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Old 15th Jan 2019, 10:24
  #2087 (permalink)  
Luc Lion
 
Join Date: Mar 2006
Location: Vance, Belgium
Age: 57
Posts: 164
Apologies if this has already been posted above ; I found nothing through a quick search.
Here is the report on a Falcon 7X serious incident in May 2011.
https://www.bea.aero/uploads/tx_elyd...0525.en_01.pdf

I think that the serious incident of HB-JFN shares several commonalities with the Lion Air accident:
1. In both cases, an uncommanded movement of the THS has led to a catastrophic situation.
2. In both cases, the uncommanded movement has been caused by the failure of a single element in an automation system controlling the THS.
3. In both cases, the automation system was a new design or a redesign.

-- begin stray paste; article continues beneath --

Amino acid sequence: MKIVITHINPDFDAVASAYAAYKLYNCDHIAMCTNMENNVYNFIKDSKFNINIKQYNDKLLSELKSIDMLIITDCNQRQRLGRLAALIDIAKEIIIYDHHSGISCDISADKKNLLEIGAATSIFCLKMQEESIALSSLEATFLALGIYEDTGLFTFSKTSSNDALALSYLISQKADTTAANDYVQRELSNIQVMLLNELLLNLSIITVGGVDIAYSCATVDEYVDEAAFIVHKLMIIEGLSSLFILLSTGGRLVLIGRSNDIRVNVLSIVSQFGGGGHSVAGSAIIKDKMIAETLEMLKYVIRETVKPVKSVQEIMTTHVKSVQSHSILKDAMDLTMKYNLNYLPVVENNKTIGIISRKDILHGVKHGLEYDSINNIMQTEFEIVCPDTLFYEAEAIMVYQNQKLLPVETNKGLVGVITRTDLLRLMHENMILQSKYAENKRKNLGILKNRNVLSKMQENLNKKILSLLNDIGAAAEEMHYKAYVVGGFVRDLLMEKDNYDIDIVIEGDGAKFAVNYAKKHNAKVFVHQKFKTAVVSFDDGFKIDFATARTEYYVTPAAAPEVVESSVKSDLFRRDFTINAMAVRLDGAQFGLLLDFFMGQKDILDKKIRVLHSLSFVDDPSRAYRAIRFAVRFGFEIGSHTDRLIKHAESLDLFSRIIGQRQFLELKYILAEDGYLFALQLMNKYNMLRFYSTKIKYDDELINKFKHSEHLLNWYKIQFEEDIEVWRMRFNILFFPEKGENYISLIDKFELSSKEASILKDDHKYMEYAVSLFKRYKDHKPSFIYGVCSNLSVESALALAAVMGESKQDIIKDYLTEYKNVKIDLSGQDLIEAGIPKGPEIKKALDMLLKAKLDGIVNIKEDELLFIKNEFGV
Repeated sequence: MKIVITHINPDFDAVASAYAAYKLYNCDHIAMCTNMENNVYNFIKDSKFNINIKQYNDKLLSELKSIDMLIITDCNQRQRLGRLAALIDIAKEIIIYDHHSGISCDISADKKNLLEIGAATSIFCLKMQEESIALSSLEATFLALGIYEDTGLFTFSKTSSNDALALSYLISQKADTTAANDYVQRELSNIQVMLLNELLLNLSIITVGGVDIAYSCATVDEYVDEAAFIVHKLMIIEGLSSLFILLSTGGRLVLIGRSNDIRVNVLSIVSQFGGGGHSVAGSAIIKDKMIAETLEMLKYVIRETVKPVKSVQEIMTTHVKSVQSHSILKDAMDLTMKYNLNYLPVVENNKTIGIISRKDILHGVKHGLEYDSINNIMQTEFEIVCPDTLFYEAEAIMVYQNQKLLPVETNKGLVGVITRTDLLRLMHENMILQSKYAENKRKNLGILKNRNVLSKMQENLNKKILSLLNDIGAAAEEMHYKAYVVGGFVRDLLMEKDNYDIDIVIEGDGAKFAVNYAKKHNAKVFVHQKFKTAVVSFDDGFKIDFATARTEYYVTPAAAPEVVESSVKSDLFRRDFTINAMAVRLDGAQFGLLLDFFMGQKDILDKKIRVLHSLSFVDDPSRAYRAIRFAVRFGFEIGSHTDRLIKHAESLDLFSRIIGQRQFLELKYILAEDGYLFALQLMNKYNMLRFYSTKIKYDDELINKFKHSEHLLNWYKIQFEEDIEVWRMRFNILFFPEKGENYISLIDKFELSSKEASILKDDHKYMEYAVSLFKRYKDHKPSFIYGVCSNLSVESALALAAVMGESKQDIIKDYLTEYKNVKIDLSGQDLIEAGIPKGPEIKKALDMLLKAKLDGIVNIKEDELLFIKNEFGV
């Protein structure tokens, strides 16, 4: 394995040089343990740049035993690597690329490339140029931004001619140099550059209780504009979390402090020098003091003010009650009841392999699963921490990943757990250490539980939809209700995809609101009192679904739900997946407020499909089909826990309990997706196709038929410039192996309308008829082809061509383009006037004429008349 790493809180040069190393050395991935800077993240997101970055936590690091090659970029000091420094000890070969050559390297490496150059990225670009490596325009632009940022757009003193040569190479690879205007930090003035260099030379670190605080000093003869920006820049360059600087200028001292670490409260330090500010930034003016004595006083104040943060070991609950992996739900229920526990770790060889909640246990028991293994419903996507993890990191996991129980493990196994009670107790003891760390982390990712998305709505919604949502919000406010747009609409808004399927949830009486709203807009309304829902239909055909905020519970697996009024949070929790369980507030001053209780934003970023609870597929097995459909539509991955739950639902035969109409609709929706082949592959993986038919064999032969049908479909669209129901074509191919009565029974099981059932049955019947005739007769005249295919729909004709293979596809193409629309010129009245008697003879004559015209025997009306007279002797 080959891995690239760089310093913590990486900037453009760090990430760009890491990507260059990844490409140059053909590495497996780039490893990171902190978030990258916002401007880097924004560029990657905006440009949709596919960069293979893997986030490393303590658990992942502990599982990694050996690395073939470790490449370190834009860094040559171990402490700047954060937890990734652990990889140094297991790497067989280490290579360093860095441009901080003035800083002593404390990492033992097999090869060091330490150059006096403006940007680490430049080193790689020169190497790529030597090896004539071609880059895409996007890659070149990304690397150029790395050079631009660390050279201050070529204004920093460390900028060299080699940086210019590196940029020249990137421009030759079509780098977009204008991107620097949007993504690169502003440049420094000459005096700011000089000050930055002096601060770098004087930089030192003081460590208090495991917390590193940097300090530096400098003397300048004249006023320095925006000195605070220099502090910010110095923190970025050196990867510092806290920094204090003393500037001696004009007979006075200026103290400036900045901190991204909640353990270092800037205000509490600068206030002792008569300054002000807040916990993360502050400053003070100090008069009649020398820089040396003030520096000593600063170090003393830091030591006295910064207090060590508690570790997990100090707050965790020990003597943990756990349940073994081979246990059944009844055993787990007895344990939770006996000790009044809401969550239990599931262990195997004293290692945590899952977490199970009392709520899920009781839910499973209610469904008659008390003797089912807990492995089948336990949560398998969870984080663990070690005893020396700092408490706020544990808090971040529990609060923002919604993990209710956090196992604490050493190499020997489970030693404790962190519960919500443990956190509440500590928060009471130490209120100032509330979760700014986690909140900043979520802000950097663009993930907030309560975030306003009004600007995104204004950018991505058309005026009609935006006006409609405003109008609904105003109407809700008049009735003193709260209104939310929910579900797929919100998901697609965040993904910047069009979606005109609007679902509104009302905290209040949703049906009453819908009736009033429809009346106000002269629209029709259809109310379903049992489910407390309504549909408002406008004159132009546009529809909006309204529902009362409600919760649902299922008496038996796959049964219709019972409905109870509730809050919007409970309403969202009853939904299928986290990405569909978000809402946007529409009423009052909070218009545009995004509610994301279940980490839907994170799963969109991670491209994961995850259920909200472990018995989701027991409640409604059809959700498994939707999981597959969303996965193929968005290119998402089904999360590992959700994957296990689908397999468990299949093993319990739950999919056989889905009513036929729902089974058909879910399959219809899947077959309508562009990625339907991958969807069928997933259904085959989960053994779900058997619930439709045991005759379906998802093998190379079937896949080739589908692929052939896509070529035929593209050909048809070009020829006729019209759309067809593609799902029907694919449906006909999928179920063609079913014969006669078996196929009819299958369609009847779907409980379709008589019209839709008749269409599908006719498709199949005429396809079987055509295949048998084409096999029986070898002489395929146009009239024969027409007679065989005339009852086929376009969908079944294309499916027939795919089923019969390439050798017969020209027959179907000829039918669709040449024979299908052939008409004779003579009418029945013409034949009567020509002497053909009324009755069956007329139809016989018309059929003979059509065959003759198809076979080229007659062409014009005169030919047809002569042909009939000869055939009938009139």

The report does a good job of showing that the combination of 14 CFR 25.671 and 14 CFR 25.1309 implies that an automation system that has the potential of commanding a THS runaway should be designed as fail-safe, which implies immunity to single element failure, or should provide appropriate warning to alert the crew of the unsafe operating situation. The warnings must be designed to minimize crew errors which could create additional hazards.
That was not adhered to by the Falcon 7X at the time of the serious incident and, obviously, also by the B737 Max at present time.

The report does also a good job of showing that the non-compliance to certification specifications was partially caused by a botched risk analysis process and that the risk analysis failure has systemic causes.
I wouldn't be surprised if similar risk analysis failures would be found at Boeing in the context of the Lion Air accident investigation.

Another thing I noticed in the HB-JFN incident report is that one of the first reactions of Dassault had been to add a button in the cockpit that disables the auto-trim system and enables the electric trim push buttons available to the pilots.

Luc

Last edited by Luc Lion; 15th Jan 2019 at 11:47.
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